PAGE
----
It’s a warm summer night on a small east coast island. A young woman goes for a swim in the bay, relishing the coolness of the water. Just as she reaches a buoy something jerks her down, once, twice. Then, in an instant she’s trapped in the nightmare of a violent shark attack. Her final screams are silenced as the beast pulls her under.
This scene, the opening from Jaws, topped the list on Bravo TV’s The 100 Scariest Movie Moments in 2004. Indeed, the 1975 horror classic’s lasting cultural impact continues to fuel our fascination with (and fear of) the ocean’s top predators. This week Discovery Channel aired its 22nd season of Shark Week, featuring unnerving reenactments of the 1916 Jersey Shore attacks that supposedly inspired Jaws. (For a funny 30-second synopsis of the film, see here.)
Great white sharks in particular seem to persistently intrigue people. They represent one of the most frightening examples of animal aggression. Unlike lions or tigers, great whites remain untamable. They are unabashedly wild and violent—swift, powerful, and chillingly soulless.
But did these apex predators evolve to become the ocean’s top fish or did God design them that way? Have they always been carnivores—or did they develop a taste for meat after Adam’s fall?
Evolution or creation?
Fossil records place the origin of many modern shark species at around 100 million years ago. Modern great whites (Carcharodon carcharias) clock in at about 11 million years old.
According to ReefQuest Centre for Shark Research, ancient specimens underwent “adaptive radiations” defined as “a spectacular flowering of diversity” following mass extinction events. The folks at ReefQuest attribute these rapid developments in shark species to evolution.
Here at RTB we see such events as evidence for the work of a Creator. Psalm 104:28–30 tells us that God alternately wiped out groups of animals and then created new breeds and species. RTB biochemist Fuz Rana has pointed out that, in a method similar to those of human engineers, God probably reused and upgraded certain designs as creation progressed to the state we see today (see here and here). This could include sharks.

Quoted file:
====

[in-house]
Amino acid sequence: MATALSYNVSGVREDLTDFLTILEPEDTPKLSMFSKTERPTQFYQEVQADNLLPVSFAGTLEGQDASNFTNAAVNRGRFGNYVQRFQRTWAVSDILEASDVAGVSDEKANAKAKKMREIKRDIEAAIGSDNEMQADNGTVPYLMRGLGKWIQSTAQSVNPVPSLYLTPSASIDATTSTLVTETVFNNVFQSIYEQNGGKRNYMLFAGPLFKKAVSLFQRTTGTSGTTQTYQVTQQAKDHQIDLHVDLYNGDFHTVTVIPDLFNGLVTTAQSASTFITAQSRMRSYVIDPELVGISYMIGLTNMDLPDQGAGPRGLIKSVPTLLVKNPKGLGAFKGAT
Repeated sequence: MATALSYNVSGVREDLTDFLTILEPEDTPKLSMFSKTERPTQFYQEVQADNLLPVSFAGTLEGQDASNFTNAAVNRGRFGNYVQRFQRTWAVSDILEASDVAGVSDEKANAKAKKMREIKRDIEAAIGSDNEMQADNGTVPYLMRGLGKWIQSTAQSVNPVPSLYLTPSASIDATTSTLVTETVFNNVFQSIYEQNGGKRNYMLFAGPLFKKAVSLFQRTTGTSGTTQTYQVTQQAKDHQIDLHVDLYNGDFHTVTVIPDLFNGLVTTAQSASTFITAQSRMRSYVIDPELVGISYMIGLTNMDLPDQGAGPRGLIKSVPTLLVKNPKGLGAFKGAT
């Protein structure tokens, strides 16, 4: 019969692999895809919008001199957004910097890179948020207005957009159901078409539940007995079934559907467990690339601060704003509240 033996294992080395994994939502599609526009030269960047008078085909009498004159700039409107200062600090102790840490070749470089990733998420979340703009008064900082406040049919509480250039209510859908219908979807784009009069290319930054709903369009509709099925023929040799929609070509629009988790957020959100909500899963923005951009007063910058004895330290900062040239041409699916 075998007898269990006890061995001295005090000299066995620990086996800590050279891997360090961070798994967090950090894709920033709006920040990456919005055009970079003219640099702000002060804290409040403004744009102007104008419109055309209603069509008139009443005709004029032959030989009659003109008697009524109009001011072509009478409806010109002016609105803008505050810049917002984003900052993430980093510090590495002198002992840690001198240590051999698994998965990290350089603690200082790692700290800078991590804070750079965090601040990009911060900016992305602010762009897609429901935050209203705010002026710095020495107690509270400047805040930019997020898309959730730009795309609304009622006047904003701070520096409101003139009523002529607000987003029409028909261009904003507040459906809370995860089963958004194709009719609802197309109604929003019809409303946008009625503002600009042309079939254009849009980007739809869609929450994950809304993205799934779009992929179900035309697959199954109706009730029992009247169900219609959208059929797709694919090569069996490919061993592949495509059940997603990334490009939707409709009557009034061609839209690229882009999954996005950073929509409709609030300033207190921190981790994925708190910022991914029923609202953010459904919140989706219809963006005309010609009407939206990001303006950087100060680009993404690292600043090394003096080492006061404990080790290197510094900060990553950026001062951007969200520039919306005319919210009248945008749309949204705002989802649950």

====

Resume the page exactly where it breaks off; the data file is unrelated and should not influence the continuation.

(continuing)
Furthermore, with thousands of cataloged shark species to dig through, constructing a coherent evolutionary family tree for Jaws and friends is very difficult. ReefQuest notes that, in regards to lamnoid sharks (the order to which great whites belong),
[With] only teeth to go on—no matter how beautifully preserved—it is extremely difficult to trace the evolutionary history of lamnoids. As a result, we often have more theories than we do specimens.
Intelligently designed carnivores?
Young-earth creationists take God’s description of pre-fall creation as “good” and “very good” to mean, among other things, that animal death did not occur prior to humanity’s fall. Thus, predators, such as sharks, would have presumably been herbivores.
Answers in Genesis–USA’s CEO Ken Ham makes it very clear that originally—according to his interpretation of Scripture—God did not create hunters. Ham admits that they are still uncertain as to how meat-eaters became meat-eating. (Other articles on the organization’s website note that sharks are “magnificent animals” that play vital roles in this fallen world’s oceanic ecosystems.)
Kent Hovind, founder of Creation Science Evangelism, also contends that there was no animal death prior to the fall. This issue stands as one of the biggest points of disagreement between Hovind and RTB. Hovind argues that “death before sin would nullify the need for the death of Christ.”
Evidence for the Creator
As an old-earth organization, RTB regards all animals, including sharks, as God’s purposefully designed creatures and believes that sharks have always been predatory. God expertly crafted them to fulfill vital roles in their habitat. Experiments have shown that without predators to balance the herbivore population ecosystems cannot be sustained for long.
As ichthyologist Matt Hooper (Richard Dreyfuss) explains in Jaws, the sleek kings of the seas are perfectly engineered to “swim and eat and make little sharks.”
Carnivores may clash with the popular human concept of a blissfully safe and comfortable Eden; nevertheless, we hold that all carnivores were included when God pronounced creation as “very good.” In Job 38:39–40, God says he delivers prey into lions’ paws. Later in chapter 41, He extols the merits of the leviathan (thought to be a crocodile), even though it is obviously a violent fearsome animal. Psalm 104:20–21 reiterates the image of God feeding the king of beasts. The Lord even identifies with predatory animals. Revelation 5:5 declares Jesus the triumphant “Lion of the tribe of Judah.”
As much as we might dislike seeing a great white chomp down on a seal, its behavior is in no way sinful or evil. God certainly must like sharks because He made 2,000–3,000 kinds of them, only a thousand of which still cruise the oceans today. Metaphorically speaking, these animals’ very wildness tells us something about God. He, also, is untamable and mysterious.
Check out what RTB scholars and guest writers have to say about animal death before the Fall.